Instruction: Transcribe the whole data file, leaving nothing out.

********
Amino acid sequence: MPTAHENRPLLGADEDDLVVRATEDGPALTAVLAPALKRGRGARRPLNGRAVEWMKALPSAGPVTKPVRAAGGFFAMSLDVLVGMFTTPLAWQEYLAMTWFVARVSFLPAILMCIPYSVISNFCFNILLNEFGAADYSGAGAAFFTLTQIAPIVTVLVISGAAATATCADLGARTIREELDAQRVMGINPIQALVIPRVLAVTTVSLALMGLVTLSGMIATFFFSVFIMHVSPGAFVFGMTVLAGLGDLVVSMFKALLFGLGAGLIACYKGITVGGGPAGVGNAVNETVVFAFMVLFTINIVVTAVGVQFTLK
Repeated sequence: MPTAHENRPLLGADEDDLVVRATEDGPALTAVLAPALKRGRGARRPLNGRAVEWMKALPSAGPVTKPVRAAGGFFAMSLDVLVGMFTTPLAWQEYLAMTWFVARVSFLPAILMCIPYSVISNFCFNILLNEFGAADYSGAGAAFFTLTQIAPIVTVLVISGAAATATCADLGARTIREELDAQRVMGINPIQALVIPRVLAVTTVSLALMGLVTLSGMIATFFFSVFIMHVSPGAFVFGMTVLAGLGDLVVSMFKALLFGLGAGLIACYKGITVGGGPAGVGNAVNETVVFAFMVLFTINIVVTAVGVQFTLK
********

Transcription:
Amino acid sequence: MPTAHENRPLLGADEDDLVVRATEDGPALTAVLAPALKRGRGARRPLNGRAVEWMKALPSAGPVTKPVRAAGGFFAMSLDVLVGMFTTPLAWQEYLAMTWFVARVSFLPAILMCIPYSVISNFCFNILLNEFGAADYSGAGAAFFTLTQIAPIVTVLVISGAAATATCADLGARTIREELDAQRVMGINPIQALVIPRVLAVTTVSLALMGLVTLSGMIATFFFSVFIMHVSPGAFVFGMTVLAGLGDLVVSMFKALLFGLGAGLIACYKGITVGGGPAGVGNAVNETVVFAFMVLFTINIVVTAVGVQFTLK
Repeated sequence: MPTAHENRPLLGADEDDLVVRATEDGPALTAVLAPALKRGRGARRPLNGRAVEWMKALPSAGPVTKPVRAAGGFFAMSLDVLVGMFTTPLAWQEYLAMTWFVARVSFLPAILMCIPYSVISNFCFNILLNEFGAADYSGAGAAFFTLTQIAPIVTVLVISGAAATATCADLGARTIREELDAQRVMGINPIQALVIPRVLAVTTVSLALMGLVTLSGMIATFFFSVFIMHVSPGAFVFGMTVLAGLGDLVVSMFKALLFGLGAGLIACYKGITVGGGPAGVGNAVNETVVFAFMVLFTINIVVTAVGVQFTLK